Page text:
#9. We need the city involved. Schools matter for the health of neighborhoods and for city planning, so the city should have a clear voice and a position on the record. For something more creative, the city could facilitate and promote the community use of schools outside the school day and school year. The city can encourage people to get to know the schools on the other side of the boundary – with potlucks and parties, basketball and soccer, concerts and neighborhood meetings at the schools. Boundaries are just lines on a map – and we, with a little boldness, can step over them.

#10. Don’t forget about the east side! Sprecher Road area and other changes are really significant, and we may have to do more of a master plan that brings in all high school attendance areas into the mix.

– Jerry Eykholt

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3 Comments

Filed under Best Practices, Equity, Local News, Uncategorized

3 responses to “On west side boundary changes

  1. Jerry

    Good thoughts. Thank you.

    I was wondering if you have any more thoughts you would like to share about task forces in general (not just boundary task forces), especially in relation to your #3, #5 and #7. What I am getting at is your take on the (somewhat unrealized) potential (or lack of potential) for task forces to mitigate some of the “problems” identified and how this might be accomplished.

    I’ve been thinking about this a lot in relation to the Equity Task Force and some I’ve talked to take the relative failure of some recent task forces to have issues explored and understood as a reason to just stop having task forces. I don’t agree and have tried to think of how things could be done in a better and more productive way.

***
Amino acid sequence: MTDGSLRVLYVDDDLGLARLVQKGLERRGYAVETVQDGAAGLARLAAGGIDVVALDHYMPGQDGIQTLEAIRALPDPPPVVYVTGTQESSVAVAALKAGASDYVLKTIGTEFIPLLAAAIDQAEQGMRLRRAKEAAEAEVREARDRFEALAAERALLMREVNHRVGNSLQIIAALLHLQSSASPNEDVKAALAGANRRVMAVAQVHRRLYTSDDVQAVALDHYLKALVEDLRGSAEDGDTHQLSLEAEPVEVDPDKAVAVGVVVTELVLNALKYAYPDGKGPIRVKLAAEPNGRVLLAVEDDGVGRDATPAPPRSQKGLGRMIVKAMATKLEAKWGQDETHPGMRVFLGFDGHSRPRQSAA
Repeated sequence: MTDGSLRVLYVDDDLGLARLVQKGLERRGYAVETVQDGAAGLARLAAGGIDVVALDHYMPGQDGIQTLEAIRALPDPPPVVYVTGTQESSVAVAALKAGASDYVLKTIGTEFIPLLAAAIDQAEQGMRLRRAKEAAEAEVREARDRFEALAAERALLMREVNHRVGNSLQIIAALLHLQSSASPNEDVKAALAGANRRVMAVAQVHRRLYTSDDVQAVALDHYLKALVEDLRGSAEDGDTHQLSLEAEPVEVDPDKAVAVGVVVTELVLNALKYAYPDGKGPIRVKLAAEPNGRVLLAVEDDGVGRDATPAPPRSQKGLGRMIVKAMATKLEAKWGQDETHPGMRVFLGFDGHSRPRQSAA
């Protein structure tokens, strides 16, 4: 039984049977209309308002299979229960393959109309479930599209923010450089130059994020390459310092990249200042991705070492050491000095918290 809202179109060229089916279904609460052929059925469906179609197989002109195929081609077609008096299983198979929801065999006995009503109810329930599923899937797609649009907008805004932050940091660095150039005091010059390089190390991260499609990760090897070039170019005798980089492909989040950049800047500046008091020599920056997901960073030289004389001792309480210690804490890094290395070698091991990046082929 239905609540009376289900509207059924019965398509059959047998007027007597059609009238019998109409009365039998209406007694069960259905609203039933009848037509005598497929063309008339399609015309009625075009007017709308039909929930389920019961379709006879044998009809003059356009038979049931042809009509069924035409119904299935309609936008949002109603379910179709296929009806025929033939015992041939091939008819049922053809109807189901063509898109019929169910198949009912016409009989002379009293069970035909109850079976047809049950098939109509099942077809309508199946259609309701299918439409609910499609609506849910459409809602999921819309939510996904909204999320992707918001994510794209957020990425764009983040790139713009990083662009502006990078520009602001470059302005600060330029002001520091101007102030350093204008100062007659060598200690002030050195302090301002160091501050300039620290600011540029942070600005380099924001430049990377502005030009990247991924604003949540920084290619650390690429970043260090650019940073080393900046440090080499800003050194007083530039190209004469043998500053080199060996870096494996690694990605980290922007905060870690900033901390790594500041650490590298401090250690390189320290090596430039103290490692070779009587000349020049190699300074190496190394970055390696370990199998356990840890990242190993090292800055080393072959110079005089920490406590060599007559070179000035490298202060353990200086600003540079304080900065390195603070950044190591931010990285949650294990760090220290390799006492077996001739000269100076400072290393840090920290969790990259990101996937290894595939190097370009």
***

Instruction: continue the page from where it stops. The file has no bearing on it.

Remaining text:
I am interested in your thoughts.

    TJ

  2. Jerry Eykholt

    TJ,

    I should first say that a lot can be gained by the task forces, and that I’m not necessarily nervous that the district abuses them. A bad task force isn’t composed of bad people – it’s often the outcome of a poorly developed mission. Administrators are ultimately in charge of taking the ideas forward, for finding ways to measure progress, and for distilling plans and outcomes to present task force recommendations to the public. If this is a bit undemocratic, I think there are some ways to improve things – but not to change fundamental roles of the task forces (a recommending body), the administration (an implementation body), or the school board (an oversight body).

    Still, I’m thinking there needs to be some more work in advance to really develop the objectives, metrics, and base data sets to be used in planning and discussion. One of the problems with the equity task force is that equity is such a broad concept, a quality that has different meanings to different people. It seemed that the equity task force came up with some important recommendations. Where does it go from here?

    For boundaries, we went through a process to identify our values – but not to set numerical standards for setting boundaries that would tend to dampen the large variation in low-income percentage in MMSD elementary schools. However, this was a specific charge from the school board. From our work on the long-range planning task force, we made very little progress on using boundary changes to change the make-up of schools. This came about primarily through finding good boundaries for the new school. I think the goal was a bit bigger than what we got.